No questions were asked dealing with the filing of amicus briefs in national cases and related issues.
Thursday, January 22, 2015
Ind. Courts - "La Porte County welcomes new judges"
From the Michigan City News-Dispatch, a story by Jessica O'Brien that reports:
MICHIGAN CITY — The changing of the guard in La Porte County courts was celebrated on Wednesday, recognizing the retirement of two judges and the robing of four incoming judges.
The ceremony recognized the retirements of Judges William Boklund of La Porte County Superior Court No. 4 and Kathleen Lang of Superior No. 1. Both chose to step down at the end of their terms in December, retiring from the bench and now serving as senior judges. * * *
The four incoming judges were ceremonially robed in the courtroom on Wednesday, signifying their transition into judgeship – all either elected or appointed to their positions late last year.
Judge Greta Friedman of La Porte County Superior Court No. 4 received her robe from husband, Shaw Friedman; Judge Michael Bergerson of La Porte County Superior Court No. 1 from son, Michael Bergerson; Judge Jeffrey Thorne of La Porte County Superior Court No. 3 from Senior Judge Steven King; and Magistrate Pamela Munsey from daughter, Kaylen Krause.
Ind. Gov't. - "Sunday alcohol sales campaign manager charged with drunken driving"
So reports Tony Cook this afternoon in the Indianapolis Star. Some quotes:
Megan Robertson, the Republican political operative who was hired to run the campaign to legalize Sunday carryout alcohol sales, is facing drunken driving charges after police say her vehicle crashed into a Near Eastside fast food restaurant on Christmas Eve. [ILB emphasis]Ms. Robertson earlier headed Freedom Indiana which last session led the fight against a constitutional amendment prohibiting gay marriage.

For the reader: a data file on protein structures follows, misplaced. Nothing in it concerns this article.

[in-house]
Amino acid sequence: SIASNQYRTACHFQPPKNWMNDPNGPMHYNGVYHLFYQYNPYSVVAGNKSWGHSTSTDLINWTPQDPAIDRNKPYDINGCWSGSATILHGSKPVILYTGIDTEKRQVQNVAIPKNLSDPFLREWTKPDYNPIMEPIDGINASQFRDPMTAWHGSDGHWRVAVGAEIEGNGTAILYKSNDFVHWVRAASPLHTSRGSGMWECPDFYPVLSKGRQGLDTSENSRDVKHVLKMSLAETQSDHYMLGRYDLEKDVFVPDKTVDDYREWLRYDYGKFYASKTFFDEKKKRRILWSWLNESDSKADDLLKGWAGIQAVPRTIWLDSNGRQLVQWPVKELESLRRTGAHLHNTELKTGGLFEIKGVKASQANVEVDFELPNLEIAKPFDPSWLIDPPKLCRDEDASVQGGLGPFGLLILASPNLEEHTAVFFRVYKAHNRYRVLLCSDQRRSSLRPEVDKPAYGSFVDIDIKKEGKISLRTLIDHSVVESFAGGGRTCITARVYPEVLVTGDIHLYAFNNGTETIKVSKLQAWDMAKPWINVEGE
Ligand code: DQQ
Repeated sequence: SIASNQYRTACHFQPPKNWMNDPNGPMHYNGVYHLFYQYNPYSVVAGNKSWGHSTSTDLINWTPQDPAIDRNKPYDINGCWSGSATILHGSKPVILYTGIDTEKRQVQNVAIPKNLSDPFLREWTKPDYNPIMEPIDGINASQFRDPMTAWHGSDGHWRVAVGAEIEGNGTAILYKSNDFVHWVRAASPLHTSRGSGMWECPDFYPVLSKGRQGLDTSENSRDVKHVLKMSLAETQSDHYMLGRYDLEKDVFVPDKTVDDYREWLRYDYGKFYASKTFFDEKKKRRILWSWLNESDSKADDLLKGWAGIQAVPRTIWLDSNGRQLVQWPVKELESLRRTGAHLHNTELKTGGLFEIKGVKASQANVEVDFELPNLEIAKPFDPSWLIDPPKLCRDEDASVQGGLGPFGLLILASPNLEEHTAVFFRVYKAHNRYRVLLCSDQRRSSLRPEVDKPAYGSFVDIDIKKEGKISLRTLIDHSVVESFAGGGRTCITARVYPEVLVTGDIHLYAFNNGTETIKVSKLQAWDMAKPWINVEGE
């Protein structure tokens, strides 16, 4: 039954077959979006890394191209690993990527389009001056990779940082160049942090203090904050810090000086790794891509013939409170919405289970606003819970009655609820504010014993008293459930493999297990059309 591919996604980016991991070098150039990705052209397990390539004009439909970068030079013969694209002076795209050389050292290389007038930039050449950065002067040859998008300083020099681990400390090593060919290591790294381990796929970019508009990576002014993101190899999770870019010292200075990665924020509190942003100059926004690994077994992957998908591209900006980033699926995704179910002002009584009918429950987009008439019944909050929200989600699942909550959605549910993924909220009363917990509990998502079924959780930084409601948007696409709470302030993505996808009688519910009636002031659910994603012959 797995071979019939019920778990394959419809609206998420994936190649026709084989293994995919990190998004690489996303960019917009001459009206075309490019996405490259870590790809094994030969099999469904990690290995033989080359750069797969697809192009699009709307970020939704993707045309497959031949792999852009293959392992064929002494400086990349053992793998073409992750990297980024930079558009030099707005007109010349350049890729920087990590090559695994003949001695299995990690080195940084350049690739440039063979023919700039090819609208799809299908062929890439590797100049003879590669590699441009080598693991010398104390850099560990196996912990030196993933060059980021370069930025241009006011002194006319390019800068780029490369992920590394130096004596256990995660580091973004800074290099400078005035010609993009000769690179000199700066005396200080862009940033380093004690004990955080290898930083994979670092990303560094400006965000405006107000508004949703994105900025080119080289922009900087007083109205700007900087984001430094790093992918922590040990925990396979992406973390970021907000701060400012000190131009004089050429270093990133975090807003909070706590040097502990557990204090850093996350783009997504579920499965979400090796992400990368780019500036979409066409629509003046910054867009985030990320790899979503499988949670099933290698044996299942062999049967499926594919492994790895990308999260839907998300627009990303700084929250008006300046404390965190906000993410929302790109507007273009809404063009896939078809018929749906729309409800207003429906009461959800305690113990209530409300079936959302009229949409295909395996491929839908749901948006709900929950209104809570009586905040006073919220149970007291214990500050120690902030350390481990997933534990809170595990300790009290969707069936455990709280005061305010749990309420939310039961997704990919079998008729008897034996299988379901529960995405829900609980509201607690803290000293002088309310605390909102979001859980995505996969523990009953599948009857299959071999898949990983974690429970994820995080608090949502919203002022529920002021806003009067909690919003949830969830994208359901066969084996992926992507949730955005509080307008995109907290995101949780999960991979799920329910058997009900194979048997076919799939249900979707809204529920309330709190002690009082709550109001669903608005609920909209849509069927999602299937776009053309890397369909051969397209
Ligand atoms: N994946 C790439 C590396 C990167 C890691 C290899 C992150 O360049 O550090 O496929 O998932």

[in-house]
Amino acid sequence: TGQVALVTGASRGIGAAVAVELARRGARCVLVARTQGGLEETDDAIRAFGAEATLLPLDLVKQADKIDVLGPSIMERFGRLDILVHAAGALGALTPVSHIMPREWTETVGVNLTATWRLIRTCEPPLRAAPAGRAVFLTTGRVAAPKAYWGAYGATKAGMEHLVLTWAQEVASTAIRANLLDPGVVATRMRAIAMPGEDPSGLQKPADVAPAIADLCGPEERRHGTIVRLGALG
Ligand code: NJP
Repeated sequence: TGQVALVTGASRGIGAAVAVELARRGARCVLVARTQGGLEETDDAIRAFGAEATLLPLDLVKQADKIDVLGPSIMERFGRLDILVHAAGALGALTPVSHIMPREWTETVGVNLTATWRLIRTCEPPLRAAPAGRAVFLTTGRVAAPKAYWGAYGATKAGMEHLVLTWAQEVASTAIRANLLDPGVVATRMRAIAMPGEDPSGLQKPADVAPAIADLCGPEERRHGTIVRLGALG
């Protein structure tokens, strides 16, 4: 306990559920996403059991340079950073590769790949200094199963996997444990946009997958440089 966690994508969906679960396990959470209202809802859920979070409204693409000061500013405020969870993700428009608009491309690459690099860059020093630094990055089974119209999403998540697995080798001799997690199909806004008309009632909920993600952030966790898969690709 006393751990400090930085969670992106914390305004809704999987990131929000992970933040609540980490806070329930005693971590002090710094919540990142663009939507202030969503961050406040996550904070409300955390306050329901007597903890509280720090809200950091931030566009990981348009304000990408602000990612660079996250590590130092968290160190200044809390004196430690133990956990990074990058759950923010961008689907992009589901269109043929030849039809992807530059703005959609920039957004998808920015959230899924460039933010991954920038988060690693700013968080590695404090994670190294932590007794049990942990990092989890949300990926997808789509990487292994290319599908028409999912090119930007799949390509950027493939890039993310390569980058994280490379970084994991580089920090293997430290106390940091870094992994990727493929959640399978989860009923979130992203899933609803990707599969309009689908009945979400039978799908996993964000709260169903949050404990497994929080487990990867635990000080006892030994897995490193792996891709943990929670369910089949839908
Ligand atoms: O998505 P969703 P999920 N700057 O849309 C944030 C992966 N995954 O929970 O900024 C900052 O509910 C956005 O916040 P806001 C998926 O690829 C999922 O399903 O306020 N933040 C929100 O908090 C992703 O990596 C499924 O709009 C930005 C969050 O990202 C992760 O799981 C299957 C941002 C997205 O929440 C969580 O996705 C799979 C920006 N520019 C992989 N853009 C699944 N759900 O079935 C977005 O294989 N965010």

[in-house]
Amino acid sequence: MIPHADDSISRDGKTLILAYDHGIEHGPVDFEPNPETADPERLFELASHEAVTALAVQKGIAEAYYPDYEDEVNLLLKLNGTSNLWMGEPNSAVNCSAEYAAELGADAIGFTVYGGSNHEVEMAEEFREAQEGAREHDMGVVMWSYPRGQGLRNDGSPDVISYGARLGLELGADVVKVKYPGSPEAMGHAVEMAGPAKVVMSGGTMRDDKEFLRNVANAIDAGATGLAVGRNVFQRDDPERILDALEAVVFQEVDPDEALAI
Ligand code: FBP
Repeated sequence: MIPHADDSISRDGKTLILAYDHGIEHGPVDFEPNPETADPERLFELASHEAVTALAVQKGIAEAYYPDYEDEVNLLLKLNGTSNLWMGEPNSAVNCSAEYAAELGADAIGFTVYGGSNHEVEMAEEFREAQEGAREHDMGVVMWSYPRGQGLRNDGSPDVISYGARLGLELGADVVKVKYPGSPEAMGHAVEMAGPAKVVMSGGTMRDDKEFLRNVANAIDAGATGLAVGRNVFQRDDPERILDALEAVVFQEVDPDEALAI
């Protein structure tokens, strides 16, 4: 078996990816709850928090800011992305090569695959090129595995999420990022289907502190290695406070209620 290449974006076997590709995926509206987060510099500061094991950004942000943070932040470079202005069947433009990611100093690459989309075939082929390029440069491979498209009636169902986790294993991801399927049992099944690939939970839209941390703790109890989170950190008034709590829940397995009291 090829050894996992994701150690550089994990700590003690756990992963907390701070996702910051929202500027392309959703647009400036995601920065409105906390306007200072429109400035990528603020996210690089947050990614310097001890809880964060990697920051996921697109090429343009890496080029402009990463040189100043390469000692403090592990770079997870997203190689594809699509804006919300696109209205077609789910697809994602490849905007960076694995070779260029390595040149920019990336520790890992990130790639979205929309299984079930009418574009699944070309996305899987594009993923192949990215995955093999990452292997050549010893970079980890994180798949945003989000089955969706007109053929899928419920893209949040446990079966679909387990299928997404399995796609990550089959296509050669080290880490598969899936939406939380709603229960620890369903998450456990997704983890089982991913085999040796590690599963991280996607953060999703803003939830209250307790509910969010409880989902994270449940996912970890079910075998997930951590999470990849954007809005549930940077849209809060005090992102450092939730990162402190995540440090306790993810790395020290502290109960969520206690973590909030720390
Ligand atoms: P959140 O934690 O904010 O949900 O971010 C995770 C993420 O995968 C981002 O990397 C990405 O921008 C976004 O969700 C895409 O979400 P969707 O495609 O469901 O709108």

Robertson, 32, lost control of her Chevrolet Equinox and struck a Hardee's restaurant at 921 E. Washington St., according to a probable cause affidavit. Robertson told police she was on her way home from a Fountain Square bar at about 1 a.m. after drinking two beers.
A breathalyzer test later showed she had a blood alcohol content of 0.168 percent, the affidavit said. That is more than twice the legal limit of 0.08 percent for driving in Indiana. * * *
Robertson was hired late last year to help run the campaign to repeal Indiana's ban on Sunday alcohol sales at grocery, liquor, convenience and drug stores. The campaign is being led by Hoosiers for Sunday Sales, a coalition of national grocery chains and business groups such as the Indiana Chamber of Commerce.
A long post at the blog Advance Indiana includes: "Robertson has a string of prior traffic arrests for speeding, failure to wear a seat belt and operating a vehicle while her driver's license was suspended, the most recent of which occurred on September 25 of last year."
Here is an expanded version of the Star story at Fox59.
Ind. Gov't. - More on: General Assembly will hold voluntary ethics training session today
A veteran lawmaker who oversees education in the Indiana House of Representatives has formed a lobbying company to represent education clients, raising potential ethical questions at a time when state lawmakers are considering sweeping new ethics rules.The story notes: